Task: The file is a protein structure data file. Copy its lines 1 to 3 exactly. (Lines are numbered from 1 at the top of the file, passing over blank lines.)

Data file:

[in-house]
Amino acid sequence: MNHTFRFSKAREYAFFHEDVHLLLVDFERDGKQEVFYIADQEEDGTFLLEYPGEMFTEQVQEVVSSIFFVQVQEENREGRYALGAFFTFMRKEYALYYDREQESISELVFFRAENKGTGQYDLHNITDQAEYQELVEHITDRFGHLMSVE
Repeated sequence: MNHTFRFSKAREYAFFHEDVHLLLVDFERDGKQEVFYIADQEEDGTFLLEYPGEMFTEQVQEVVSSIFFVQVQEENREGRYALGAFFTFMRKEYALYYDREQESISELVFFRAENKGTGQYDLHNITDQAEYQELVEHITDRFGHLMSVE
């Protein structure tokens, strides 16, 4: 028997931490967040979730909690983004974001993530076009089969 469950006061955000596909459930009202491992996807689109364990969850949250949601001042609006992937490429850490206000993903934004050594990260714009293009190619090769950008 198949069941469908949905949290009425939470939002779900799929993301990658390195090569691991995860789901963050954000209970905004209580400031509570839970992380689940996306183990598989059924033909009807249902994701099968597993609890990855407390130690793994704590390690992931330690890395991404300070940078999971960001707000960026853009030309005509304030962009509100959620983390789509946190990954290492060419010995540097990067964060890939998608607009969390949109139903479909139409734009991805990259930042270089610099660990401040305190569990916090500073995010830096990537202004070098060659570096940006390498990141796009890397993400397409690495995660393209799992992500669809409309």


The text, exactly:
[in-house]
Amino acid sequence: MNHTFRFSKAREYAFFHEDVHLLLVDFERDGKQEVFYIADQEEDGTFLLEYPGEMFTEQVQEVVSSIFFVQVQEENREGRYALGAFFTFMRKEYALYYDREQESISELVFFRAENKGTGQYDLHNITDQAEYQELVEHITDRFGHLMSVE
Repeated sequence: MNHTFRFSKAREYAFFHEDVHLLLVDFERDGKQEVFYIADQEEDGTFLLEYPGEMFTEQVQEVVSSIFFVQVQEENREGRYALGAFFTFMRKEYALYYDREQESISELVFFRAENKGTGQYDLHNITDQAEYQELVEHITDRFGHLMSVE